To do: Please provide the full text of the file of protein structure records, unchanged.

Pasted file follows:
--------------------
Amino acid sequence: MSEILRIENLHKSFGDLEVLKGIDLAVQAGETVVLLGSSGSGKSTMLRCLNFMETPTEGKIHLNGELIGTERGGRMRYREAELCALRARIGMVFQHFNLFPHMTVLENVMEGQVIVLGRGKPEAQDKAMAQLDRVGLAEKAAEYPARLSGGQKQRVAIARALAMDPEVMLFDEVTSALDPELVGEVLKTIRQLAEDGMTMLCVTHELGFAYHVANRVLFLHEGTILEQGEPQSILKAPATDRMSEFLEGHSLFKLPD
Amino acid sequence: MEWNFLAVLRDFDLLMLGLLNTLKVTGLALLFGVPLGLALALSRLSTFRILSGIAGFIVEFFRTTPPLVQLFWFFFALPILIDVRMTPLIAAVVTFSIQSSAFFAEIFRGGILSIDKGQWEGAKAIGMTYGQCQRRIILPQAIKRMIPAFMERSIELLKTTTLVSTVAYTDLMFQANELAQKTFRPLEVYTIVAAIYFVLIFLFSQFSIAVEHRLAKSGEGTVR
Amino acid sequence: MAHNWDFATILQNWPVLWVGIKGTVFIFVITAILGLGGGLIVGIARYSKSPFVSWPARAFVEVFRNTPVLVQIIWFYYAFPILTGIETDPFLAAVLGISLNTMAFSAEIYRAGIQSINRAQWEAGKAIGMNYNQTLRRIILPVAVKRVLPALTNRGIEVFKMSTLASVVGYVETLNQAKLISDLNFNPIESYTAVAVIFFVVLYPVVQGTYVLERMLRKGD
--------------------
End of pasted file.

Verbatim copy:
Amino acid sequence: MSEILRIENLHKSFGDLEVLKGIDLAVQAGETVVLLGSSGSGKSTMLRCLNFMETPTEGKIHLNGELIGTERGGRMRYREAELCALRARIGMVFQHFNLFPHMTVLENVMEGQVIVLGRGKPEAQDKAMAQLDRVGLAEKAAEYPARLSGGQKQRVAIARALAMDPEVMLFDEVTSALDPELVGEVLKTIRQLAEDGMTMLCVTHELGFAYHVANRVLFLHEGTILEQGEPQSILKAPATDRMSEFLEGHSLFKLPD
Amino acid sequence: MEWNFLAVLRDFDLLMLGLLNTLKVTGLALLFGVPLGLALALSRLSTFRILSGIAGFIVEFFRTTPPLVQLFWFFFALPILIDVRMTPLIAAVVTFSIQSSAFFAEIFRGGILSIDKGQWEGAKAIGMTYGQCQRRIILPQAIKRMIPAFMERSIELLKTTTLVSTVAYTDLMFQANELAQKTFRPLEVYTIVAAIYFVLIFLFSQFSIAVEHRLAKSGEGTVR
Amino acid sequence: MAHNWDFATILQNWPVLWVGIKGTVFIFVITAILGLGGGLIVGIARYSKSPFVSWPARAFVEVFRNTPVLVQIIWFYYAFPILTGIETDPFLAAVLGISLNTMAFSAEIYRAGIQSINRAQWEAGKAIGMNYNQTLRRIILPVAVKRVLPALTNRGIEVFKMSTLASVVGYVETLNQAKLISDLNFNPIESYTAVAVIFFVVLYPVVQGTYVLERMLRKGD